where ρair is the air density, and Cd a drag coefficient that is a function of the wind field and stability of the atmospheric boundary layer (see next section), Ua is the vector wind usually taken at an altitude of 10 m, and uo the ocean-surface current vector. Then the wind work, Fs, is
Equation (2) highlights that wind work is nonlinearly related to wind stress and ocean current.
Referring to Eq. (2), some examples of the multiscale issues we have to address are the following. Wind fluctuations with time scales of 1 h impact the wind stress at these short time scales. The resulting wind work, in regions of atmospheric storm tracks, generates near-inertial motions and internal gravity waves (with time scales less than 1 d) the kinetic energy of which can be up to twice as large as when only wind fluctuations with time scales longer than 6 h are considered (Klein et al., 2004; Rimac et al., 2013). However, wind fluctuations at short time scales also impact the weekly averaged and monthly averaged wind stress and therefore the wind work at these longer time scales. This is due to the quadratic relationship between winds and wind stress (Eq. 1). For example, in regions of atmospheric storm tracks, the resulting monthly averaged wind work is larger by a factor of 4 when wind fluctuations at short time scales are taken into account than when only weekly or monthly winds are used (Zhai et al., 2012; Zhai, 2017). Thus, high-frequency winds can lead to a larger forcing of low-frequency ocean currents. This example and the more detailed arguments developed in Sect. 3 emphasize the need to have observations of winds and currents over a broad range of temporal and spatial scales in order to diagnose the different wind work components that energize or dampen oceanic motions.
To assess the broad range of scales that influence wind work and impact ocean currents, we make use of model outputs of wind stresses and ocean currents from a new global, coupled ocean-atmosphere model that includes tidal forcing in the ocean and has horizontal grid spacing of 2–5 km in the ocean and 7 km in the atmosphere. This model has been integrated for more than 1 year. The resulting numerical simulation produces wind and current fluctuations at very short time scales (45 s ocean-atmosphere coupling time step), enables spatial collocation and contemporaneity of atmospheric winds and ocean currents, and takes into account the impacts of winds and ocean currents on wind stresses. Our study focuses on the impact of wind work on ocean currents including near-inertial oscillations, mesoscale eddies, large-scale currents and gyres, but does not account for high frequency motions such as surface gravity waves, Langmuir circulation, and mixed layer turbulence. The next section describes the global numerical model used. Section 3 describes the methodology employed in physical and spectral spaces, and discusses the multiscale issues we have to address. An analysis of the wind work components that force different classes of motion is presented in Sect. 4. Conclusions follow in Sect. 5.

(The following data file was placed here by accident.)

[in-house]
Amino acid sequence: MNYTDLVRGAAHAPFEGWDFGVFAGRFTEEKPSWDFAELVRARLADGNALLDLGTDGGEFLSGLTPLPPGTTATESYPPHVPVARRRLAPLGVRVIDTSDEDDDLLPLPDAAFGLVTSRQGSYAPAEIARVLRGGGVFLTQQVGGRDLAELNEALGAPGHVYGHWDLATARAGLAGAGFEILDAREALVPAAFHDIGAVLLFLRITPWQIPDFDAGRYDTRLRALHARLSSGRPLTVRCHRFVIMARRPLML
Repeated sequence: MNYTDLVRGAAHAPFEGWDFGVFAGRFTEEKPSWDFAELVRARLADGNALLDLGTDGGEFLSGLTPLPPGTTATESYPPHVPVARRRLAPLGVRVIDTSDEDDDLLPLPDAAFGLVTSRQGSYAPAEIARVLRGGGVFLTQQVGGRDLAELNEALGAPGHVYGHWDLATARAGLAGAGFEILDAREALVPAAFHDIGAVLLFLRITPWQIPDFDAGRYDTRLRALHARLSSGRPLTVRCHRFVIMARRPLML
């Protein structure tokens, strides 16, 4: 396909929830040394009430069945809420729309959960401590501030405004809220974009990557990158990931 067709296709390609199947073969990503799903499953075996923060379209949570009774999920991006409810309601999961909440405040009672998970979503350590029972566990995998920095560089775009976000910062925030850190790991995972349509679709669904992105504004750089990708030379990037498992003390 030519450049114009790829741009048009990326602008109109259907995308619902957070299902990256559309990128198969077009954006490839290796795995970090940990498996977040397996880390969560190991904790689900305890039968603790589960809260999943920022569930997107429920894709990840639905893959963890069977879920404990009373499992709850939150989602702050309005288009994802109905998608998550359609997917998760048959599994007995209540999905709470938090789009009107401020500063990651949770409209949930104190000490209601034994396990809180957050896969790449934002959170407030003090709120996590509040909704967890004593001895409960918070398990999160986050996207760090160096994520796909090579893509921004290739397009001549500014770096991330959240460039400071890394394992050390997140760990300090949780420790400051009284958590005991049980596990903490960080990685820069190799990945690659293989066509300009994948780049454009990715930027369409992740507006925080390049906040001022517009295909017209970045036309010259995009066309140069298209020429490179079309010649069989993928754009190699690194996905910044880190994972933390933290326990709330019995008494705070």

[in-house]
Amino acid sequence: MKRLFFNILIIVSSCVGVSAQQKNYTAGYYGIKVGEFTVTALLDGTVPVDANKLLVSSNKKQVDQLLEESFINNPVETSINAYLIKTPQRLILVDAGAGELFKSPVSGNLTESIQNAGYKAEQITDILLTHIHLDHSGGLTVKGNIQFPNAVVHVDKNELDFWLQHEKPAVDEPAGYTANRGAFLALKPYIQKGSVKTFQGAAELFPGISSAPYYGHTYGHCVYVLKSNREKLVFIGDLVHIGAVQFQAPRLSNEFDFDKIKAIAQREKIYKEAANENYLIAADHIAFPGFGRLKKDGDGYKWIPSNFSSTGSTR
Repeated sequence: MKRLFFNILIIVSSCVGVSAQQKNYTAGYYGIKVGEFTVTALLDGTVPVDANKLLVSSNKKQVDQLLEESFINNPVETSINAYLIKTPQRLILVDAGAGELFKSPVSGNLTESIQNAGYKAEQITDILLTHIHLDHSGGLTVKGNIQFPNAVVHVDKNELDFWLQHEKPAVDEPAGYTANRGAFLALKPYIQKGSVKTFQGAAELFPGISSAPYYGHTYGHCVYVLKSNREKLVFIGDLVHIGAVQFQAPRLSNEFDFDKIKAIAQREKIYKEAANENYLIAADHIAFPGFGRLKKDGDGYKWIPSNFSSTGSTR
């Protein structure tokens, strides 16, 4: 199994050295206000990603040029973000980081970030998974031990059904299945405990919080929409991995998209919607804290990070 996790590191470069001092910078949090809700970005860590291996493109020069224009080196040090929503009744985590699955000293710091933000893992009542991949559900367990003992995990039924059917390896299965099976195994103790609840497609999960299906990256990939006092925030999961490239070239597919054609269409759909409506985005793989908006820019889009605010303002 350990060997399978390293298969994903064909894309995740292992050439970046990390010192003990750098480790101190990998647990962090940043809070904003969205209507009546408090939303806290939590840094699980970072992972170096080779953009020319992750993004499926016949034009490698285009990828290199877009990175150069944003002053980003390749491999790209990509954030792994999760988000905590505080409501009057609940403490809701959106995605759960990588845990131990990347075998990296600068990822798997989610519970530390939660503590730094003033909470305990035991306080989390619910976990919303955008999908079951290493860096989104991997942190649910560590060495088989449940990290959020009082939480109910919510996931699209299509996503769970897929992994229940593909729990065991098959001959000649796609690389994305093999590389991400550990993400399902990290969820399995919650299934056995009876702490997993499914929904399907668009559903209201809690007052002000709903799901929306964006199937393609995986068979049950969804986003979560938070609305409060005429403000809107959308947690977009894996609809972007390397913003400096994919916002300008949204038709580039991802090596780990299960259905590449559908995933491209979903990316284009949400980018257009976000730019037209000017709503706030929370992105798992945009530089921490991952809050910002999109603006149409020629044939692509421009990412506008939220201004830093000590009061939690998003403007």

The new global, coupled ocean-atmosphere simulation (COAS) used in this study comprises the Goddard Earth Observing System (GEOS) atmospheric and land model coupled to an ocean configuration of the Massachusetts Institute of Technology general circulation model (MITgcm). The configuration of COAS used in this study is identical to that used in the studies of Strobach et al. (2020, 2022) except that the ocean model includes tidal forcing, which triggers the generation of internal tides and promotes a more realistic internal gravity wave continuum.
The GEOS model was configured to use the C1440 cubed-sphere grid, which has a nominal horizontal grid spacing of 6.9 km. The vertical grid type is a hybrid sigma-pressure system with 72 levels. A detailed description of the GEOS atmospheric model configuration used in COAS is found in Molod et al. (2015) and Strobach et al. (2020). The surface layer parameterization of turbulent fluxes is a modified version of the parameterization documented in Helfand and Schubert (1995), with a wind stress and surface roughness model modified by the updates of Garfinkel et al. (2011) for a mid-range of wind speeds, and further modified by the updates of Molod et al. (2013) for high winds.